Bond is traveling to the Harbor Safety Conference.
Brad Rimell will facilitate the meeting.
There were approximately 35 people in attendance.
ITEM #1 Call to Order
called the meeting to order.
LT Jason Brianas, Chief Engineer –
Navy Ship Environmental Controls
Brianas showed the engineering plant layout and gave a general description of
the USS Paul Hamilton layout and design.
ship has two Solid Waste Shredders. One
for plastic and one for metal. They
also have two Compress Melt Units (CMU).
This is used to heat and compress plastic mixture into dense product for
long term storage. These
machines have a 30:1 compression ratio which smashes the plastic into storage
“pancake” shaped dense plastic waste stream units.
In addition they have two Large Pulpers which shred and compact paper
Waste Collection/Transfer System (OWS)
system receives, processes and disposes of oily waste.
It is made up of two separate systems.
One system is the collection system.
The other is the oily waste transfer system.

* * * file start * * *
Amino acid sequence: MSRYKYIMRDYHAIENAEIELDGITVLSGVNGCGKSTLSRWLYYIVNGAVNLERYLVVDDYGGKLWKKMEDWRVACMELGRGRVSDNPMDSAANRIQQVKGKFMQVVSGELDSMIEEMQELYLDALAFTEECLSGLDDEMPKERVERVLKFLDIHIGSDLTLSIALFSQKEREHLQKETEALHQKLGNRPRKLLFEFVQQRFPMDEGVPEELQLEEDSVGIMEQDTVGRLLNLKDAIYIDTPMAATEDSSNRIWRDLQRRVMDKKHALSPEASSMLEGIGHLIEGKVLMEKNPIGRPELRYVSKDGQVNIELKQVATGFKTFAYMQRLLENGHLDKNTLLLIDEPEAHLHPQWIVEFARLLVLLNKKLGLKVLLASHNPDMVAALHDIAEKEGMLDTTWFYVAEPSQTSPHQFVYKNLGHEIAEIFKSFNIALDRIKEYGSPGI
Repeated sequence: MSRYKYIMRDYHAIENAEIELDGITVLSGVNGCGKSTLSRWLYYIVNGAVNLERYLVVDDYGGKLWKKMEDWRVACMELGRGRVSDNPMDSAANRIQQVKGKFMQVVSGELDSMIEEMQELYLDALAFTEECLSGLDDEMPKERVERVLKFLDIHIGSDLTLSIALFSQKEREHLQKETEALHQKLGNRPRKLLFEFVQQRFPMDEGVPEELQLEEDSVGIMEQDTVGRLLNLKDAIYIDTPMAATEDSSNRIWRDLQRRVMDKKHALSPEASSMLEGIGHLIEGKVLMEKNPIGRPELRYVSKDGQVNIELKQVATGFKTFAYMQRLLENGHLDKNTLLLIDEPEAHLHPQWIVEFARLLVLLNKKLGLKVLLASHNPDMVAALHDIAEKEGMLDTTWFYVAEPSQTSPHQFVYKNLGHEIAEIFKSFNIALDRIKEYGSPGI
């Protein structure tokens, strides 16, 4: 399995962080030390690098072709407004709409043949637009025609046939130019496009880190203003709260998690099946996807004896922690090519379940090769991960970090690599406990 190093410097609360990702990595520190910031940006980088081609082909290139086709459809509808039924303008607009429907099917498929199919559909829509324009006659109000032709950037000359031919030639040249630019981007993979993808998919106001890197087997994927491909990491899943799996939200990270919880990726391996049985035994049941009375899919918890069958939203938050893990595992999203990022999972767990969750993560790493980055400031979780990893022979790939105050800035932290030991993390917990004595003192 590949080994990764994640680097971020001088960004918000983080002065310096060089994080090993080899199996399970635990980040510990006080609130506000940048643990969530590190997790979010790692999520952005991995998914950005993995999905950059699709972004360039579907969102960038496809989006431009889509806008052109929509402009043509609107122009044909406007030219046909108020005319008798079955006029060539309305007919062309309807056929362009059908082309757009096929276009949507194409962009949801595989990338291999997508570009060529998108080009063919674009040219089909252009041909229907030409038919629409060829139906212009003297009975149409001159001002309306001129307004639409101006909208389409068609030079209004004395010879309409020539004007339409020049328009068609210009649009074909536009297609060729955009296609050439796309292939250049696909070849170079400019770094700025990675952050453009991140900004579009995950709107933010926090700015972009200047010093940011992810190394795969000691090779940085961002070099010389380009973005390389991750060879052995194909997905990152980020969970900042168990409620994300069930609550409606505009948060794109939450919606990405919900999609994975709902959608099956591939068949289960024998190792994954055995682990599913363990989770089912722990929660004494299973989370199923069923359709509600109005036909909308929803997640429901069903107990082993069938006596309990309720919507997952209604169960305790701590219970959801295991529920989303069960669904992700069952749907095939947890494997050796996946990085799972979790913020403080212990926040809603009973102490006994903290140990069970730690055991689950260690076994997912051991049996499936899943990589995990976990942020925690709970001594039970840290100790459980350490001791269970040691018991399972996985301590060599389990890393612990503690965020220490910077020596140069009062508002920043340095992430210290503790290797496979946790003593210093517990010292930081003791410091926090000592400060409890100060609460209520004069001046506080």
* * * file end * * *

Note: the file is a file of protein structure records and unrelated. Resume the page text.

wastewater goes to storage and then to the oily water separator.
This contains a number of Coalescence Interceptor plates that separate
the oil from the water. They
can then pump the separated waste streams to segregated storage.
Redundant sensors monitor the process.
and Waste Water System.
have about 40 toilets onboard and about 280 crew members.
They have a Vacuum, Collection, Holding, and Transfer System
(VCHT) This essentially
controls the grey and black water streams in three modes.
Import – transfer – and holding.
and Aluminum Containers are recycled back in port.
The revenues from this activity are donated to the recreational fund as
an incentive to encourage recycling.
are looking to improve the CMUs by reducing parts to make it more reliable.
It will be pneumatic instead of electric.
Also will be self-cleaning.
addition, they are looking at improved technologies for hull cleaning which
serves not only to maintain ships speed but also to keep microorganisms under
control by filtering out the debris cleaned off the bottoms.